Everything’s Coming Up Rosés

Champagne is back in the game. Since 2010, through 2011 and into 2012, Champagne sales are rising ‘€“ especially the rosés. When your customers ask about special parties, graduations and weddings, think pink. Explain that rosé champagnes are no longer sweet, and they are no longer frivolous. Remember Piper Pink? Its formal name is Piper Heidsieck Rosé Champagne.

Of the grapes used, chardonnay is the only permitted white grape in champagne, and it gives the acidity and forward fruit that lends longevity to the wine. The red pinot noir gives structure and depth, and the red pinot meunier adds richness and fruit. Because these rosé champagnes have an extra red wine component, they have deeper color and complexity, and go well with ham, lamb and beef. They can hold up to spices, and are versatile enough to serve with grilled fish.

The additional color can be achieved by two methods. The usual way is to take still red wine from different villages in Champagne, and add it to the fermenting wine, at the time of the assemblage, which is just before the second fermentation. Usually this is between 15% and 18%. The method is easy to control, and achieves consistency of color, year to year.

A more difficult process is fermenting all of the red grapes on their skins, (maceration), to pick up color. Few Champagne houses do this, but Taittinger, Louis Roederer and Nicolas Feuillatte are among those who do. This is more difficult because the colors lighten a little with each of the two fermentations, and red shades tend to drop out. Several years ago, when sparkling wine makers in Napa Valley were learning how to make these wines, they saw that deep colored juice turned paler after the first fermentation, and paler still after the second fermentation. This was all right if they were making a white sparkling wine, but not good if they were trying to make a rosé. Adding still red wines to the blend, instead of fermenting the juice on the skins to get the color, corrects this.

At a recent lunch at the Brasserie in New York City, where 13 rosé champagnes were served, only five were vintage-dated. Ed McCarthy, author of Champagne for Dummies, explained that the practice of making non-vintage wines dates to the days when rosé wines didn’€™t sell well, and it didn’€™t make much sense to produce a rosé that was vintage-dated, especially when the vintage champagne market is so small to begin with. It is much easier to use reserve wines, from previous years, in the blends, which means that these ‘€œmulti-vintage’€ wines cannot carry a vintage date. Houses like Ayala and Alfred Gratien only make NV Rosé Champagnes. And the houses that do make vintage-dated rosé champagnes, don’€™t produce very much.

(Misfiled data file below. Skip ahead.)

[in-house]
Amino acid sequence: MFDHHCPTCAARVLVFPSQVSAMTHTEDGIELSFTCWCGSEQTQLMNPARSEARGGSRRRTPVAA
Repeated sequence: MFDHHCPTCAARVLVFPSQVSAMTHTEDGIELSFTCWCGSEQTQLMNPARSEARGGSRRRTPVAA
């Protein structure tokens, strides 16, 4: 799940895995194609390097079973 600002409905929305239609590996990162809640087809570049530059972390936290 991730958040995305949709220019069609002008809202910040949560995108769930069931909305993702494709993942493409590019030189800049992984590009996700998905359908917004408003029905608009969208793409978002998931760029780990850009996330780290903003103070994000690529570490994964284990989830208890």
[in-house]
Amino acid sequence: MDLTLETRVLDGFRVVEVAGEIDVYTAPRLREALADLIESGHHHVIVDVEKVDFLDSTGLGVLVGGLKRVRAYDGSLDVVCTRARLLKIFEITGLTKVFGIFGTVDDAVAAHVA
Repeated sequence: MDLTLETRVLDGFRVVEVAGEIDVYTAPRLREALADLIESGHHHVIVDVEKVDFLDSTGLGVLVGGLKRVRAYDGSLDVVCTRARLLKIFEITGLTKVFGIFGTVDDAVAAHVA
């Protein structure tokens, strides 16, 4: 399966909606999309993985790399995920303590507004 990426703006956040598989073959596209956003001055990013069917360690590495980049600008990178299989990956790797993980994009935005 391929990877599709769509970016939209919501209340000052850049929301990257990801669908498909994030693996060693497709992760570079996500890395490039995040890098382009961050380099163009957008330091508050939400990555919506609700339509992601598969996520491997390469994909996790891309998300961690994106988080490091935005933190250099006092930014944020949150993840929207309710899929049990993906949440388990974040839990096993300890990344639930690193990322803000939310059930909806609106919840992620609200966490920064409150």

At this lunch, where the bottles with vintages ranged from the deep and rich 1999 Nicolas Feuillatte Cuvée Palmes d’€™Or Rosé, all appeared as if they could take more aging. The 2002 Pol Roger Extra Cuvée de Réserve Rosé had a great deal of length. You can safely reassure your customers that older vintages, such as 1999 and 2002, are still in great condition, and are delicious.

Rosé Champagnes Match with a Wide Range of Foods

Multi-Vintage Champagnes were in the majority. A new label, Barons de Rothschild Rosé, was fresh and crisp. G.H. Mumm Rosé had a lot of toasty character. These offset the flavors of assorted hors d’€™oeuvres, from smoked fish to mild cheese.

A lighter style, the Ayala Rosé Majeur was quite pale, and very, very dry. Henriot Rosé was rich, and the Alfred Gratien Paradis Rosé lived up to its heavenly name. These were perfect with a first course of crab cakes, and their acidities balanced a Mousseline Sauce.

With diver sea scallops and a truffled beurre blanc, a quartet of ros̩ beauties Рthe 2002 Pol Roger Extra Cuv̩e de R̩serve Ros̩ demonstrated how flavors can unfold, the floral 2004 Perrier-Jouet Belle Epoque Ros̩ (formerly Fleur de Champagne) and a fuller-bodied 2004 Taittinger Comtes de Champagne Ros̩ Рgave the course some weight, while a more youthful 2006 Louis Roederer Ros̩ added some fresh champagne aromas.

Four more champagnes stood up to a Filet Mignon. The Gosset Grand Rosé was perfumed, and quite majestic in a magnum. (Magnums, incidentally, are an opportunity for you to increase a sale.)

Charles Heidsieck Rosé Reserve had the earthiness of pinot noir, and the Bollinger Rosé, always a ripe black grape style, showed a touch of wood from barrel fermentation. The 1999 Nicolas Feuillatte Cuvée Palmes d’€™Or Rosé, according to chief winemaker David Henault, is made with 100% pinot noir, from only two red wine villages ‘€“ 50% from Bouzy, for power, and 50% from Riceys for fine aromas.

Retail Prices of these rosé champagnes range from $60 to $300. There seems little relationship between price and quality. All were perfect in their individual ways, no matter the cost.

While you may not be advising your customers to pair each course of a dinner party with more than one rosé champagne, you can see that it’€™s fine to mix and match, since rosé champagnes all go so well with foods, and your clients can be confident.

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